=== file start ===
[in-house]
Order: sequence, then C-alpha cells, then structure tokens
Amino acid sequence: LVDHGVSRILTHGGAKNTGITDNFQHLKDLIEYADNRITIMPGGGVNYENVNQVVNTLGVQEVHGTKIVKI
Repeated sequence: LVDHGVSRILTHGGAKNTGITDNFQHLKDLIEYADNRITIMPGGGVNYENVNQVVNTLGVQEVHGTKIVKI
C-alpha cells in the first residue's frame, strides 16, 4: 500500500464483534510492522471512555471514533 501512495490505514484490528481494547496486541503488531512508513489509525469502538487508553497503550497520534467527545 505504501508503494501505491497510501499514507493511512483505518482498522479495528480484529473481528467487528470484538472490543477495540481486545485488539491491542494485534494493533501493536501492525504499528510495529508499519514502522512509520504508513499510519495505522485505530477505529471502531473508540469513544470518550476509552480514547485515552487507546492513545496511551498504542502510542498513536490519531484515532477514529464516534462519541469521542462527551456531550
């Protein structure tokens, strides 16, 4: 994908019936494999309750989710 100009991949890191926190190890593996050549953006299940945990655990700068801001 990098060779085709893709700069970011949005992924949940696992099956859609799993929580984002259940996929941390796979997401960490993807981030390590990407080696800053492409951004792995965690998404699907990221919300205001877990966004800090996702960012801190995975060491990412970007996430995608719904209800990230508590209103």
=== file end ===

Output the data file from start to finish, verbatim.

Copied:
[in-house]
Order: sequence, then C-alpha cells, then structure tokens
Amino acid sequence: LVDHGVSRILTHGGAKNTGITDNFQHLKDLIEYADNRITIMPGGGVNYENVNQVVNTLGVQEVHGTKIVKI
Repeated sequence: LVDHGVSRILTHGGAKNTGITDNFQHLKDLIEYADNRITIMPGGGVNYENVNQVVNTLGVQEVHGTKIVKI
C-alpha cells in the first residue's frame, strides 16, 4: 500500500464483534510492522471512555471514533 501512495490505514484490528481494547496486541503488531512508513489509525469502538487508553497503550497520534467527545 505504501508503494501505491497510501499514507493511512483505518482498522479495528480484529473481528467487528470484538472490543477495540481486545485488539491491542494485534494493533501493536501492525504499528510495529508499519514502522512509520504508513499510519495505522485505530477505529471502531473508540469513544470518550476509552480514547485515552487507546492513545496511551498504542502510542498513536490519531484515532477514529464516534462519541469521542462527551456531550
């Protein structure tokens, strides 16, 4: 994908019936494999309750989710 100009991949890191926190190890593996050549953006299940945990655990700068801001 990098060779085709893709700069970011949005992924949940696992099956859609799993929580984002259940996929941390796979997401960490993807981030390590990407080696800053492409951004792995965690998404699907990221919300205001877990966004800090996702960012801190995975060491990412970007996430995608719904209800990230508590209103």